A mechanism whereby states screen investment in critical sectors that affect security and public order.
The investment in the following five sectors are deemed important to national security and worth protecting.
1 critical infrastructure (‘whether physical or virtual, including energy, transport, water, health communications, media, data processing or storage, aerospace, defence electoral and financial infrastructure, sensitive facilities as well as land and real estate crucial to such infrastructure’) (in the EU Art 4 1(a))
2 critical and strategic technologies (‘AI, robotics, semiconductors, cyber security, aerospace, defence, energy storage, , nuclear technologies as well as nano/bio/ technologies’) (in the EU Art 4.1(b))
3 important inputs (commodities, raw materials, agriculture etc.) (in the EU Art 4.1(c))
4 access and ability to control sensitive information (health or large-scale sensitive data) (in the EU Art 4.1(d))
5 media freedom and pluralism (in the EU Art 4.1.(e))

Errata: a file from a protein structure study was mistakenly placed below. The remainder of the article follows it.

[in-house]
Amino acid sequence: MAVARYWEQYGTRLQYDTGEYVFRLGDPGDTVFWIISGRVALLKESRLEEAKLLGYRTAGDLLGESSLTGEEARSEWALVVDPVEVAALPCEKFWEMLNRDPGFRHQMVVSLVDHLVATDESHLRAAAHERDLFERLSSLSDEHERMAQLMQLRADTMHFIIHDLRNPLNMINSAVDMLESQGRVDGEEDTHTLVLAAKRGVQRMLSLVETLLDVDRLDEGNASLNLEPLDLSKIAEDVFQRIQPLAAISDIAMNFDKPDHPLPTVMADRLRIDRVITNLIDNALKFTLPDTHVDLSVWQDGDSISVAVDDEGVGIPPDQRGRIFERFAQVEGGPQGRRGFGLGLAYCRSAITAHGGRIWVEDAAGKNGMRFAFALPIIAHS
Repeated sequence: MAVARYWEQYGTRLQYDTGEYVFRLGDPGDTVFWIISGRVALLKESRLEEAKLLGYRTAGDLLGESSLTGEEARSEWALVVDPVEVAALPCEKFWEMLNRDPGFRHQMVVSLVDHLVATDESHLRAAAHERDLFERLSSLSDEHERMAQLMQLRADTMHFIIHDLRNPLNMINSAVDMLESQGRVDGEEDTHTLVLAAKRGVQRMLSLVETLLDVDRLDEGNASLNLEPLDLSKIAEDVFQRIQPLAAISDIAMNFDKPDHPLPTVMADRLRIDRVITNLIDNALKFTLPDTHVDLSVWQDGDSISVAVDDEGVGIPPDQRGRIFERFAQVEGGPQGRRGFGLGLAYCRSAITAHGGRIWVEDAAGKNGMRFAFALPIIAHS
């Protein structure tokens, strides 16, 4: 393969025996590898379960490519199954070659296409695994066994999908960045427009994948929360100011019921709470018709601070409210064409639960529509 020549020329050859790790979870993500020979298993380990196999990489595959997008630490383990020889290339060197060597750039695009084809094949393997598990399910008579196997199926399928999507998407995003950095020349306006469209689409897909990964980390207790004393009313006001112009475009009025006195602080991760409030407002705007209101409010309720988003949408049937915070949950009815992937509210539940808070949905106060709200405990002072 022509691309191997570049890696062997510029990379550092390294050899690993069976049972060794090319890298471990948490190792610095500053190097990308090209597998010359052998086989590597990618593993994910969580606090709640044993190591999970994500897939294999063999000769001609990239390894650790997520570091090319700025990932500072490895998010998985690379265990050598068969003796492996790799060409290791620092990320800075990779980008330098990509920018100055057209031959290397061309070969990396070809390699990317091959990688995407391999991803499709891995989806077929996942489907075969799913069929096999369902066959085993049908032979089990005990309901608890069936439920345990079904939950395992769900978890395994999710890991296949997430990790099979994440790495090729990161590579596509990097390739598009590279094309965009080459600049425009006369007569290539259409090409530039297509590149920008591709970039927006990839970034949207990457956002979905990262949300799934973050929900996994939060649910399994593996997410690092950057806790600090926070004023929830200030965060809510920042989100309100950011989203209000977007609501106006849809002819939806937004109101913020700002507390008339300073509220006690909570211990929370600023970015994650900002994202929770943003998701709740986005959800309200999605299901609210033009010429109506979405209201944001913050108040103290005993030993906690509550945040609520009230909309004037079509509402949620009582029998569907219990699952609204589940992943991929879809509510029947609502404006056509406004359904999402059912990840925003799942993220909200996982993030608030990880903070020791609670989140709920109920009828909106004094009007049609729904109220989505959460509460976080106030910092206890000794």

Australia, US were leading countries for this initiative, and the EU has followed suit with some countries (Germany, France and UK) more keen for the initiative leading domestic legislation on investment screening.
The investment screening mechanism is a bottom-up approach, leaving implementation national level. There are dual tracks that exist at the national level and at the European Commission level. The regulation applies to screen investments which will affect security and public order. For example, threats to supply lines and criminal activity. This does not apply to portfolio investments.
A cooperation mechanism was set up with the Regulation (effective from April 2019 and implemented from October 2020) where member states will have to the commission of their intention to screen investments and invite comments from other states.
Foreign Investment Review Board
Committee on Foreign Investment
A US multi-agency committee that vets foreign investment to make sure it does not compromise national security